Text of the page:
New & Used Kia K900: In Depth
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The Kia K900 is the biggest, most expensive sedan the Korean automaker has yet offered in the U.S.--and its most luxurious offering to date, too.
A new model entry for the 2015 model year, the K900 shares its architecture with the Hyundai Equus, though it comes with a six-cylinder base model that is only available in Hyundai's shorter Genesis sedan. A V-8 engine is an upgrade.MORE: Read our 2015 Kia K900 review
Unlike some other in-your-face Kia designs, the K900 wears almost staid styling. Up front is the corporate grille, flowing into a pulled-back greenhouse and a rear end that looks like a combination of other brands'. All K900s come with Nappa leather trimmings inside, with a choice of wood for the fanciest versions.
With a base model powered by a V-6 engine, the K900 has a more frugal alternative to the Equus. The 3.8-liter V-6 is rated at 311 horsepower, and is teamed with an eight-speed automatic. At 420 horsepower, the K900's V-8 option makes it a direct rival for the Equus, and puts 6-second 0-60 mph times within reach. It's the most powerful Kia yet, and the brand's first eight-cylinder, and gets a differently tuned eight-speed automatic with a choice of Eco, Normal, and Sport shift modes.
Underpinning the K900 is an independent suspension setup with a subframe for the front coil-and-shock setup--and one for the rear and its five-link design. Electrohydraulic power steering is standard; V-6 cars ride on 18-inch, 50-series tires, while the V-8 gets 19-inchers.
The K900 shares its 119.9-inch wheelbase with Hyundai's largest model, the Equus. This expansive measure provides extravagant rear-seat legroom and good space up front as well, with places for up to five occupants. Headroom isn't as good as in the more upright Hyundai, since the K900's lower roofline cuts in, especially at the rear.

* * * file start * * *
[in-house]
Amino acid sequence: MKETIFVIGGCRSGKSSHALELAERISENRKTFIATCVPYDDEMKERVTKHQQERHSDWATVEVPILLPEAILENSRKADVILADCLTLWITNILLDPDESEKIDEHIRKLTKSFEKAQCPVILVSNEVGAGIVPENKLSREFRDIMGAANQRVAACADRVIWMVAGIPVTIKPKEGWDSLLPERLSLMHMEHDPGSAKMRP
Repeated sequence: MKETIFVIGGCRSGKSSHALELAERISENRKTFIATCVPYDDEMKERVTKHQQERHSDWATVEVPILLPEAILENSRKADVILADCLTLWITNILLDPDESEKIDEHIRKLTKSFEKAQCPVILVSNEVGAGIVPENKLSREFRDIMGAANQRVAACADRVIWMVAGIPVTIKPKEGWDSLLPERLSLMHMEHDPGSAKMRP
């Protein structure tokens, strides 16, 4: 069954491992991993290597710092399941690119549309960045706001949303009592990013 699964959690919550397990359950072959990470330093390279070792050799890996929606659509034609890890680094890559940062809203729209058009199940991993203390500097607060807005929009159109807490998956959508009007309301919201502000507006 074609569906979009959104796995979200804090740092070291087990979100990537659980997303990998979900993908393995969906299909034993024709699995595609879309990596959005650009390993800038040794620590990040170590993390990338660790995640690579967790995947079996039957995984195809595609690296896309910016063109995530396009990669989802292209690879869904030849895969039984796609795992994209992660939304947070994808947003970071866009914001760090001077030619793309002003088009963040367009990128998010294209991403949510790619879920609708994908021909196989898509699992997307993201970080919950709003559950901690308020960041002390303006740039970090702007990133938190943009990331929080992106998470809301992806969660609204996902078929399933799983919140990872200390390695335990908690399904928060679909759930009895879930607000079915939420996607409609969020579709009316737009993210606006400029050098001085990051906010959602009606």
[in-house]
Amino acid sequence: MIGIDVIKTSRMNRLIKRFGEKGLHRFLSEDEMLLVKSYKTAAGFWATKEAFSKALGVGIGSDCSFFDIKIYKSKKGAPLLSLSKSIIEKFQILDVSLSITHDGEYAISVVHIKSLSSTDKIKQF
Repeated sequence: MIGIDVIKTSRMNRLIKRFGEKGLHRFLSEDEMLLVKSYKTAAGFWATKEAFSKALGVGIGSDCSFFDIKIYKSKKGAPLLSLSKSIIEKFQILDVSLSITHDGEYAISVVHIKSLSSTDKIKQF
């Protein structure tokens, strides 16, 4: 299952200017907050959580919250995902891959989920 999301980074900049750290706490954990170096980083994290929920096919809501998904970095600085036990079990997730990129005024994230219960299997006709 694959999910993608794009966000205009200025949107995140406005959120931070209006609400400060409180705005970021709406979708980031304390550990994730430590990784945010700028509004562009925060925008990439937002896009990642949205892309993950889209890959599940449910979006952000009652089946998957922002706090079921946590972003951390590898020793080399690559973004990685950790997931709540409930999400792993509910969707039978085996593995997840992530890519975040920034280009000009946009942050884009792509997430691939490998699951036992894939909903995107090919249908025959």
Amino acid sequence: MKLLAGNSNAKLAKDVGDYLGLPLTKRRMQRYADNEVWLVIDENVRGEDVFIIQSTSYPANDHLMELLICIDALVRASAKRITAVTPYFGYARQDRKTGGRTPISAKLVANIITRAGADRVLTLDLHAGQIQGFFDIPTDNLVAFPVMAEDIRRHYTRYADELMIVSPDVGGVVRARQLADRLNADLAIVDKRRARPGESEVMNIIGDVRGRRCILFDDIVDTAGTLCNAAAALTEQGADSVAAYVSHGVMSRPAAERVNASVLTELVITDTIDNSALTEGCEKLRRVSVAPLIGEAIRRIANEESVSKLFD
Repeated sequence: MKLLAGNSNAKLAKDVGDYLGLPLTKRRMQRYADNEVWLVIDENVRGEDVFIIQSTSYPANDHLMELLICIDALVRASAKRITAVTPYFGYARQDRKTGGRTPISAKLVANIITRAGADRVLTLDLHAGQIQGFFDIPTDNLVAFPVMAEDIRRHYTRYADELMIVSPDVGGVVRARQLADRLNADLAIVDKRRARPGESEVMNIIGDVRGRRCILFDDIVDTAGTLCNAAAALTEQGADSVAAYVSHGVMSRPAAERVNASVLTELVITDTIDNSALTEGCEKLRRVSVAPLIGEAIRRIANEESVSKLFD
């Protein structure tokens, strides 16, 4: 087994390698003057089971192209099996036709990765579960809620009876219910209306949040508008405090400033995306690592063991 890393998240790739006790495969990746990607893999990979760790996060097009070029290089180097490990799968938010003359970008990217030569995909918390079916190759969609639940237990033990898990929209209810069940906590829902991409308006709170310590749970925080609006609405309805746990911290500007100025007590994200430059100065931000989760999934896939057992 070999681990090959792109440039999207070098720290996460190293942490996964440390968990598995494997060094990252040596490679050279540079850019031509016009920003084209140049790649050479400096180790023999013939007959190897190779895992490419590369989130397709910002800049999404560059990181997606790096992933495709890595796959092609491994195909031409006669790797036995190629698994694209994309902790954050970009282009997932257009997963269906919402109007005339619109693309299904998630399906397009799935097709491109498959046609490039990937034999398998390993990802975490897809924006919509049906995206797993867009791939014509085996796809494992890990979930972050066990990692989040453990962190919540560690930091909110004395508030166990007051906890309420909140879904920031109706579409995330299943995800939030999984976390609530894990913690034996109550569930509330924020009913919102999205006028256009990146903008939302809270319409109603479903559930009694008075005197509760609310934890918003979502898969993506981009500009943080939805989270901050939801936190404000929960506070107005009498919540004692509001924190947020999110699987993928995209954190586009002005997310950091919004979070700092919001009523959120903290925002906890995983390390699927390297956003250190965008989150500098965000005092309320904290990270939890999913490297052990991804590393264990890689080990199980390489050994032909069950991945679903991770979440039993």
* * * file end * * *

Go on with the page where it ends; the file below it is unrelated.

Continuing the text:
Kia fits Premium models with a 12-way power driver seat, while 16-way seats are available on the higher trim levels no matter which powertrain is installed. Heating and ventilation are standard for the front seats as well. In the rear, Kia fits the K900 with heated outboard seats and remote controls for the climate control system. A VIP package gets rear-seat ventilation, reclining seatbacks, and power lumbar adjustment.
No crash-test results are available, but with the Equus' track record (it's an IIHS Top Safety Pick), the K900 should fare well. Standard equipment includes parking sensors and both a front and a rearview camera; safety options include a head-up display, a lane-departure warning system, blind-spot monitors, and adaptive cruise control. Some of those become standard on higher-priced versions.
All K900 sedans get standard power features; leather upholstery; a power-close trunklid; steering-wheel audio and phone controls; Bluetooth with audio streaming; auxiliary and USB ports; and satellite and HD radio. The Lexicon audio system sends output to a set of 17 speakers with a total of 900 watts of power. Navigation is also standard equipment, and it's controlled through the latest version of Kia's UVO infotainment system.